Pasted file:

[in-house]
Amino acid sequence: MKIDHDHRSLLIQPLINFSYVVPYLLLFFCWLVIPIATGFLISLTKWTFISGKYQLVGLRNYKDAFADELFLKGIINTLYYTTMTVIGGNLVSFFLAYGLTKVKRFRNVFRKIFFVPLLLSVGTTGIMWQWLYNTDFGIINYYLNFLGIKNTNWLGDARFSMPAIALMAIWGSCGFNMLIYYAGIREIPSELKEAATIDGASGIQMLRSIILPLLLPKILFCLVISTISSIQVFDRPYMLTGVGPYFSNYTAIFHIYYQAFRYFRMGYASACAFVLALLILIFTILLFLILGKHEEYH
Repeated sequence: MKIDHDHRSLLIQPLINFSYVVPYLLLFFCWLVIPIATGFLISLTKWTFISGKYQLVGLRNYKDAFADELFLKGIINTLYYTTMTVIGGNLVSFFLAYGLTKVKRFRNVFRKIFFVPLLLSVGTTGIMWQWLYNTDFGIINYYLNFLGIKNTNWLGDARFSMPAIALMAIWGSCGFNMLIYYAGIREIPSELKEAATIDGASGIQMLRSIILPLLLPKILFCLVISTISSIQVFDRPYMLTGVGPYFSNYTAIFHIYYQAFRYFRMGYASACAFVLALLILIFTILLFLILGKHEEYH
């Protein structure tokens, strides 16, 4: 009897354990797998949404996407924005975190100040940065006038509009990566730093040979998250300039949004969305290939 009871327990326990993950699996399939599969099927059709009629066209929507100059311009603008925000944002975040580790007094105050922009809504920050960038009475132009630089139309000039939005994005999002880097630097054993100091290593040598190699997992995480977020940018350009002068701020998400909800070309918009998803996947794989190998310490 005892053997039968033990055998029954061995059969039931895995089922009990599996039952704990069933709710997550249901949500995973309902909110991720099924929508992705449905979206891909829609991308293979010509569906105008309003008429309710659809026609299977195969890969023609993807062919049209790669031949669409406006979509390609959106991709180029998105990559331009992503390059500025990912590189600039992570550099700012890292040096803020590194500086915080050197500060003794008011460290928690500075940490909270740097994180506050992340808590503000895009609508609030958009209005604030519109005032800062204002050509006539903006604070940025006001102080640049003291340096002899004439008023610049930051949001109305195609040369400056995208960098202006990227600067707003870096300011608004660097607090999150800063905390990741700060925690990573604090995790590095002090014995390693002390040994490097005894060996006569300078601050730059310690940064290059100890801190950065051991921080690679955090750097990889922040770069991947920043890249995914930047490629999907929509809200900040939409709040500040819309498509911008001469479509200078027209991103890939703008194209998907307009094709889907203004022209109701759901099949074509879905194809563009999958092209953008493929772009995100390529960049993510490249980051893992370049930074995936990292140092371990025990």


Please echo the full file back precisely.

[in-house]
Amino acid sequence: MKIDHDHRSLLIQPLINFSYVVPYLLLFFCWLVIPIATGFLISLTKWTFISGKYQLVGLRNYKDAFADELFLKGIINTLYYTTMTVIGGNLVSFFLAYGLTKVKRFRNVFRKIFFVPLLLSVGTTGIMWQWLYNTDFGIINYYLNFLGIKNTNWLGDARFSMPAIALMAIWGSCGFNMLIYYAGIREIPSELKEAATIDGASGIQMLRSIILPLLLPKILFCLVISTISSIQVFDRPYMLTGVGPYFSNYTAIFHIYYQAFRYFRMGYASACAFVLALLILIFTILLFLILGKHEEYH
Repeated sequence: MKIDHDHRSLLIQPLINFSYVVPYLLLFFCWLVIPIATGFLISLTKWTFISGKYQLVGLRNYKDAFADELFLKGIINTLYYTTMTVIGGNLVSFFLAYGLTKVKRFRNVFRKIFFVPLLLSVGTTGIMWQWLYNTDFGIINYYLNFLGIKNTNWLGDARFSMPAIALMAIWGSCGFNMLIYYAGIREIPSELKEAATIDGASGIQMLRSIILPLLLPKILFCLVISTISSIQVFDRPYMLTGVGPYFSNYTAIFHIYYQAFRYFRMGYASACAFVLALLILIFTILLFLILGKHEEYH
């Protein structure tokens, strides 16, 4: 009897354990797998949404996407924005975190100040940065006038509009990566730093040979998250300039949004969305290939 009871327990326990993950699996399939599969099927059709009629066209929507100059311009603008925000944002975040580790007094105050922009809504920050960038009475132009630089139309000039939005994005999002880097630097054993100091290593040598190699997992995480977020940018350009002068701020998400909800070309918009998803996947794989190998310490 005892053997039968033990055998029954061995059969039931895995089922009990599996039952704990069933709710997550249901949500995973309902909110991720099924929508992705449905979206891909829609991308293979010509569906105008309003008429309710659809026609299977195969890969023609993807062919049209790669031949669409406006979509390609959106991709180029998105990559331009992503390059500025990912590189600039992570550099700012890292040096803020590194500086915080050197500060003794008011460290928690500075940490909270740097994180506050992340808590503000895009609508609030958009209005604030519109005032800062204002050509006539903006604070940025006001102080640049003291340096002899004439008023610049930051949001109305195609040369400056995208960098202006990227600067707003870096300011608004660097607090999150800063905390990741700060925690990573604090995790590095002090014995390693002390040994490097005894060996006569300078601050730059310690940064290059100890801190950065051991921080690679955090750097990889922040770069991947920043890249995914930047490629999907929509809200900040939409709040500040819309498509911008001469479509200078027209991103890939703008194209998907307009094709889907203004022209109701759901099949074509879905194809563009999958092209953008493929772009995100390529960049993510490249980051893992370049930074995936990292140092371990025990």